Ocean acidification in the Working Group II contribution to the IPCC Fifth Assessment Report

Posted on OA: 31 Mar 2014

Ocean acidification is well covered in the Working Group II contribution to the IPCC Fifth Assessment Report (Climate Change 2014: impacts, adaptation and vulnerability) released today, 31 March 2014. Several experts of ocean acidification were involved as authors or review editors: P. Boyd, P. Brewer, V. J. Fabry, J.-P. Gattuso, O. Hoegh-Guldberg, Y. Nojiri, H.-O. Pörtner, D. Schmidt and C. Turley.

Ocean acidification is covered in depth in the following chapters:
5: Coastal and low lying areas
6: Ocean systems
30: The oceans

There is also a cross-chapter box on ocean acidification (Box CC-OA) in the main report as well as in the technical summary (Box TS.7):

Gattuso J.-P., Brewer P., Hoegh-Guldberg O., Kleypas J. A., Pörtner H.-O. & Schmidt D., 2014. Ocean Acidification. In: Field C. et al. (Eds.), Climate Change 2014: Impacts, Adaptation and Vulnerability. Contribution of Working Group II to the Fifth Assessment Report of the Intergovernmental Panel on Climate Change. Cambridge: Cambridge University Press.

Field C., Barros V., Mach K., Mastrandrea M., van Aalst M., Adger N., Aldunce P., Arent D., Barnett J., Betts R., Bilir E., Birkmann J., Carmin J., Chadee D., Challinor A., Chatterjee M., Cramer W., Estrada Y., Gattuso J.-P., Hijioka Y., Hoegh-Guldberg O., Huang H.-Q., Insarov G., Jones R., Kovats S., Romero Lankao P., Nymand L. J., Losada I., Marengo J., McLean R., Mearns L., Mechler R., Morton J., Niang I., Oki T., Olwoch J. M., Opondo M., Poloczanska E., Poörtner H.-O., Redsteer M. H., Reisinger A., Revi A., Schmidt D., Shaw R., Solecki W., Stone J., Strzepek K., Suarez A., Tschakert P., Valentini R., Vicuna S., Villamizar A., Vincent K., Warren R., Wilbanks T., Wong P. P. & Yohe G., 2014. Technical summary. In: Field C. et al. (Eds.), Climate Change 2014: Impacts, Adaptation and Vulnerability. Contribution of Working Group II to the Fifth Assessment Report of the Intergovernmental Panel on Climate ChangeCambridge: Cambridge University Press.

Finally, additional coverage of ocean acidification in the context of coral reefs can be found in the cross-chapter box on coral reefs (Box CC-CR):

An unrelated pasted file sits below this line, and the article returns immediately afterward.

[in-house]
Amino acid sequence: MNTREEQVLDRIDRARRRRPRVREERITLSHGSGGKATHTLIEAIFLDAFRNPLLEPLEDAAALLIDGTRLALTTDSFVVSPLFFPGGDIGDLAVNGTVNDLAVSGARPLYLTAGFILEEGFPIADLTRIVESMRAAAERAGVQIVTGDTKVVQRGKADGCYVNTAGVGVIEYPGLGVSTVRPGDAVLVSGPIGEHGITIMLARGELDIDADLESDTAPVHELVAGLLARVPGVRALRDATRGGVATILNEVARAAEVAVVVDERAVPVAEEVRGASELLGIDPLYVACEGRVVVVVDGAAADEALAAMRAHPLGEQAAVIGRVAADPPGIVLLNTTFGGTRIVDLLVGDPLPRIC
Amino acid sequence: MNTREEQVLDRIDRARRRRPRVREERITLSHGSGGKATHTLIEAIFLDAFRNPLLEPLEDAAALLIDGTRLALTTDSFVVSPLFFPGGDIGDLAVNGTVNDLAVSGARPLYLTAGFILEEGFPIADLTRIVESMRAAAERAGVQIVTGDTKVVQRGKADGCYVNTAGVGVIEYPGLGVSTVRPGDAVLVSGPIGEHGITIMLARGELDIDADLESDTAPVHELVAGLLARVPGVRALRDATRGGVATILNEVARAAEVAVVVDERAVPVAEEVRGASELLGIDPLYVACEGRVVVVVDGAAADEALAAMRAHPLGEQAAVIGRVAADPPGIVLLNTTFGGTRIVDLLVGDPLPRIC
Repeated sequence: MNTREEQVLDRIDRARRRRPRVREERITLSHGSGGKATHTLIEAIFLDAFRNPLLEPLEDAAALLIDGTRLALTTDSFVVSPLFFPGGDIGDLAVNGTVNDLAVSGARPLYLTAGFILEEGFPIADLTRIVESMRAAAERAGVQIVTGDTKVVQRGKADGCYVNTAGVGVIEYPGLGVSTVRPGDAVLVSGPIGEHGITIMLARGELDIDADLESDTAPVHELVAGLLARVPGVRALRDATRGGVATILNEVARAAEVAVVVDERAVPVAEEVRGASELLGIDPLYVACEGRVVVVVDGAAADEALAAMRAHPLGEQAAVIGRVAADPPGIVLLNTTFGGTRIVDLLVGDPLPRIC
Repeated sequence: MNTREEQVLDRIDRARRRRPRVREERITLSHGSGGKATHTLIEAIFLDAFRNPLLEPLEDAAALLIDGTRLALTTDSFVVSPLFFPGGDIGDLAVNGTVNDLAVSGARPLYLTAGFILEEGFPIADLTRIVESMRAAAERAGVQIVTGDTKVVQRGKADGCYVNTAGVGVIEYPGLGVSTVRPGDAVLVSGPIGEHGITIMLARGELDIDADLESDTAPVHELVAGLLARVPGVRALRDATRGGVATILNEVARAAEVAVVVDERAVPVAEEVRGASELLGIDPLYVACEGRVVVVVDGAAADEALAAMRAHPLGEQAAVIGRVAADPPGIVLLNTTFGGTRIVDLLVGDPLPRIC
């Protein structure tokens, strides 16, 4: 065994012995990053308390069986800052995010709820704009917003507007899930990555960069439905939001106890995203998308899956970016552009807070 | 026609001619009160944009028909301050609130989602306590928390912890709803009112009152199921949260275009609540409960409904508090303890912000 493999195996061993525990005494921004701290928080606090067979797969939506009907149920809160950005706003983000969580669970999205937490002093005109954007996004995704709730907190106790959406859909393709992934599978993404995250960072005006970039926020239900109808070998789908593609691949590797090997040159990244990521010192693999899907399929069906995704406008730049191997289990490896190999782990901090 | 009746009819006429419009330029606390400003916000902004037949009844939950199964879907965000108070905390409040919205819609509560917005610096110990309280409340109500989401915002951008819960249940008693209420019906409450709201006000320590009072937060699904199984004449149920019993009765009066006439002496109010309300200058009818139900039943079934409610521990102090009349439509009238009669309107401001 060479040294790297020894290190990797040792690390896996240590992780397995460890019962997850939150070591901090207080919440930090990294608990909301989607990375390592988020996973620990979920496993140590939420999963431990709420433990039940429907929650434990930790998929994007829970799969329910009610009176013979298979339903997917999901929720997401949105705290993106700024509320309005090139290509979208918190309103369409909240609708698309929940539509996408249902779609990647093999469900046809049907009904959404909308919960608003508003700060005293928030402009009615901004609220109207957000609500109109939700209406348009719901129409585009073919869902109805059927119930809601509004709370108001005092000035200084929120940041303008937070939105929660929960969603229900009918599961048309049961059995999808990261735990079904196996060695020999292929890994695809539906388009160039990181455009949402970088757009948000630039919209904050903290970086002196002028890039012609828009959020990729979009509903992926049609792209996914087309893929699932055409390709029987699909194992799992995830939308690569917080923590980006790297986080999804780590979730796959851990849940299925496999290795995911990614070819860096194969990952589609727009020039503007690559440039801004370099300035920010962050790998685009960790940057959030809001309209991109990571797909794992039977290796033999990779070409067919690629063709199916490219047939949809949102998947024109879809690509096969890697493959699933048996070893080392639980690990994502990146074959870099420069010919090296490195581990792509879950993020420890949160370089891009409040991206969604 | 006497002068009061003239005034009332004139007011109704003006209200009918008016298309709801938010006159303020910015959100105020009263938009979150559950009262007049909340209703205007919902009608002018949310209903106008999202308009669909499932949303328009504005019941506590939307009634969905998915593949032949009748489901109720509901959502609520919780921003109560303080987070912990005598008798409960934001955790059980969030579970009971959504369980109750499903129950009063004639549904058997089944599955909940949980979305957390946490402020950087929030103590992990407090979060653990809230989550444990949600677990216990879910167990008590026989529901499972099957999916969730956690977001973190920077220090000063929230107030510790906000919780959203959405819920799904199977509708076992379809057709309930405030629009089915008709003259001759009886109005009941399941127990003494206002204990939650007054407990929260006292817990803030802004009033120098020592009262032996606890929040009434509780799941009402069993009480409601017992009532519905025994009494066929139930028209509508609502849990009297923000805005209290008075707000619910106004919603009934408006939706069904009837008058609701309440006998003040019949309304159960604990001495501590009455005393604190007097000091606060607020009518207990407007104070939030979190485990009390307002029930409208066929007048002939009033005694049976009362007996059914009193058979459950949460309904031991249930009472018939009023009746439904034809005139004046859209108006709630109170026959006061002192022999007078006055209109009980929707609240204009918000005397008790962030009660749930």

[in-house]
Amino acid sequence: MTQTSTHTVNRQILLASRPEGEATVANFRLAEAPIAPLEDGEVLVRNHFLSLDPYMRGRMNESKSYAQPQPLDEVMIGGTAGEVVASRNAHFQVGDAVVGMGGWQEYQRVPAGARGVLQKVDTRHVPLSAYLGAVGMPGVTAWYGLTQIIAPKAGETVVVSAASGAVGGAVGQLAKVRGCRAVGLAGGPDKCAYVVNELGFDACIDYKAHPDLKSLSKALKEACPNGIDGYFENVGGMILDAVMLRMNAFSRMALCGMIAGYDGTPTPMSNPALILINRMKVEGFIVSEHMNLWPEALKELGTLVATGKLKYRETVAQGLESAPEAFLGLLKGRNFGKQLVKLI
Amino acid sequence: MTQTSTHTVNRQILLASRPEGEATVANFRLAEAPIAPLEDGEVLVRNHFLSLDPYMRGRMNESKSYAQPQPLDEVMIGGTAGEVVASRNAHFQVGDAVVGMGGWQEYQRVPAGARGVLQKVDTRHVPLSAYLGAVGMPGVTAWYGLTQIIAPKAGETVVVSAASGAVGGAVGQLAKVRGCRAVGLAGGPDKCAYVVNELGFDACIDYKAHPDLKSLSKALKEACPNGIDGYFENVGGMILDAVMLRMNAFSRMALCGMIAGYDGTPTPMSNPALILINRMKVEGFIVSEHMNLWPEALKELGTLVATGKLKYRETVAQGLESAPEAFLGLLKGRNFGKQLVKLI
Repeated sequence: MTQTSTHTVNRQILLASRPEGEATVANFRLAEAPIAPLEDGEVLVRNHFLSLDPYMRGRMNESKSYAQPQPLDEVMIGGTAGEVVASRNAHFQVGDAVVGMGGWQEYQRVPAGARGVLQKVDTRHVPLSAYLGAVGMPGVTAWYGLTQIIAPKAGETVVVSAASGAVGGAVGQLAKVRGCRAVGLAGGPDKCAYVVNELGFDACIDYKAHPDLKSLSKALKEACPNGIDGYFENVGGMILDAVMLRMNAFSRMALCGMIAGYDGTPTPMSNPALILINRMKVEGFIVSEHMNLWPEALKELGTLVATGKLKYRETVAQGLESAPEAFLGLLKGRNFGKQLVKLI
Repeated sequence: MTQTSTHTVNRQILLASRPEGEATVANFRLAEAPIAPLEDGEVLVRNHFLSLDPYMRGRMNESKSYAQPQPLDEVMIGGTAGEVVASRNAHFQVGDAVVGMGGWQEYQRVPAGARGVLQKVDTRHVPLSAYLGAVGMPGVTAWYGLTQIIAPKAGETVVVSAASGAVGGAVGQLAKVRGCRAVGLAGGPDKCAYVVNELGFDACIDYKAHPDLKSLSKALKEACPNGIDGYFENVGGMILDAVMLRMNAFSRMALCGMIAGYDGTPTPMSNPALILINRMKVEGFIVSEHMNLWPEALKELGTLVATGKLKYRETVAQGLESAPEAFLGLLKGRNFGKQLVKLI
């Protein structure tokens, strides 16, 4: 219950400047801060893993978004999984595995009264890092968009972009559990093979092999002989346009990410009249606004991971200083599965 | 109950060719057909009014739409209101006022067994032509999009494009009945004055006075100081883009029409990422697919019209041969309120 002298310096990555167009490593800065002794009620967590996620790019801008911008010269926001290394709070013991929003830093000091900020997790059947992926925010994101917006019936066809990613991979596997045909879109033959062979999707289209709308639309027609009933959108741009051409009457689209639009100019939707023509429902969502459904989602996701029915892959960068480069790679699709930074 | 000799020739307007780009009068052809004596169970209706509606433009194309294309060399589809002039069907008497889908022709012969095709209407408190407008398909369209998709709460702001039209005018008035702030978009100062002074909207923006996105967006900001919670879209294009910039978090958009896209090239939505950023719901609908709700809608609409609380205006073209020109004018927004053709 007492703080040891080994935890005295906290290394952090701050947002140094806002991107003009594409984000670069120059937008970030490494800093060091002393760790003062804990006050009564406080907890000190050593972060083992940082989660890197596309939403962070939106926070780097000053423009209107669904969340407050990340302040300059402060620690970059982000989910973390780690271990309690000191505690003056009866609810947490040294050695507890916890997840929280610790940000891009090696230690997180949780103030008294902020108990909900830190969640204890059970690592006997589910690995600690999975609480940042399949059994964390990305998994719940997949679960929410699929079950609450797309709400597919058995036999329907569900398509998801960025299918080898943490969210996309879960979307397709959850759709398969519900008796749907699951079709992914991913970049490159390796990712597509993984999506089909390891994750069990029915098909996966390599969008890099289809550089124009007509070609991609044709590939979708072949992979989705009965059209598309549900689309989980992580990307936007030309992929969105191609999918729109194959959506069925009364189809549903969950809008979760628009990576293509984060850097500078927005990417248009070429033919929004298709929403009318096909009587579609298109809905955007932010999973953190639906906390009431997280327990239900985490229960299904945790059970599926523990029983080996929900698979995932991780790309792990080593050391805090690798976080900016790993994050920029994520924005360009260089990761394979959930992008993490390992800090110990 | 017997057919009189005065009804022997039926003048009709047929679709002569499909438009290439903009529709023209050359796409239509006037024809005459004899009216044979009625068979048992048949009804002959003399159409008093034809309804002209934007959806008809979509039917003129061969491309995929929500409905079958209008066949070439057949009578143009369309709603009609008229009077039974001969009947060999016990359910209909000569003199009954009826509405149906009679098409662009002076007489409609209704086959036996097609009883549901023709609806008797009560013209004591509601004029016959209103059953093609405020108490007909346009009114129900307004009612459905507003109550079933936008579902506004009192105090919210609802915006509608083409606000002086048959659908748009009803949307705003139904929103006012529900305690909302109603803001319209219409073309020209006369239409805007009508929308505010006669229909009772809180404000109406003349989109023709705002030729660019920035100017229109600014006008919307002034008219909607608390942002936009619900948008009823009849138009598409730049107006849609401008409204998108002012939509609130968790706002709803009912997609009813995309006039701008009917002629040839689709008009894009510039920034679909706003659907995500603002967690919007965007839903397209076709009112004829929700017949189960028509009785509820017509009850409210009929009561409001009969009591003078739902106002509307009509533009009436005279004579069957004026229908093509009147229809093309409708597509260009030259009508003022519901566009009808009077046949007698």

Gattuso J.-P., Hoegh-Guldberg O. & Pörtner H.-O., 2014. Coral Reefs. In: Field C. et al. (Eds.), Climate Change 2014: Impacts, Adaptation and Vulnerability. Contribution of Working Group II to the Fifth Assessment Report of the Intergovernmental Panel on Climate Change. Cambridge: Cambridge University Press.

Below are excerpts of the executive summaries of chapters 5, 6 and 30.

Coastal ecosystems are particularly sensitive to three key drivers related to climate change: sea level, ocean temperature and ocean acidification (very high confidence)[5.3.2,,]. Despite the lack of attribution of observed coastal changes, there is a long-term commitment to experience the impacts of sea level rise because of a delay in its response to temperature [5.5.8] (high agreement). In contrast, coral bleaching and species ranges can be attributed to ocean temperature change and ocean acidity [,]. For many other coastal changes, the impacts of climate change are difficult to tease apart from human-related drivers (e.g. land-use change, coastal development, pollution) (high agreement, robust evidence).

Acidification and warming will continue with significant consequences for coastal ecosystems (high confidence). The increase in acidity will be higher in areas where eutrophication or coastal upwellings are an issue. It will have negative impacts for many calcifying organisms (high confidence) []. Warming and acidification will lead to coral bleaching, mortality and decreased constructional ability (high confidence) making coral reefs the most vulnerable marine ecosystem with little scope for adaptation [, Box CC-OA]…